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'Enquiry' Seminar Series
Guest Speaker: David Horst (Porto Alegre)
Title: Virtue, Skill and Epistemic Competence'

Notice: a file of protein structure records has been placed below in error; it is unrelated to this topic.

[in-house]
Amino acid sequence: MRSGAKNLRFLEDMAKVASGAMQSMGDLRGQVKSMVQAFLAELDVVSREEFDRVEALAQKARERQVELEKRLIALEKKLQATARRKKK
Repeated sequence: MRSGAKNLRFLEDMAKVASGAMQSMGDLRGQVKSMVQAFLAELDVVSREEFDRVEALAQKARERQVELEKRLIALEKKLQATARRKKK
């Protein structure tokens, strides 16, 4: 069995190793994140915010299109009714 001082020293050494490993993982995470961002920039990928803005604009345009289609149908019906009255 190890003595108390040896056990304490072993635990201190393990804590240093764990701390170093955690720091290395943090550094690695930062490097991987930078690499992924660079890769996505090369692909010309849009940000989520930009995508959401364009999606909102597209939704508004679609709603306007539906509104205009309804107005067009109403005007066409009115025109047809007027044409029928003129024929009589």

Abstract: Many virtue epistemologists conceive of epistemic competence on the model of skill—such as archery, playing baseball or chess. In this paper, I argue that this is a mistake: epistemic competences and skills are crucially and relevantly different kinds of capacities. This, I suggest, undermines the popular attempt to understand epistemic normativity as a mere special case of the sort of normativity familiar from skillful action. In fact, as I argue further, epistemic competences resemble virtues, rather than skills—a claim that is based on an important, but largely overlooked, distinction between virtue and skill, one that Aristotle highlights in the Nicomachean Ethics. The upshot is that virtue epistemology should indeed be based on virtue, not on skill.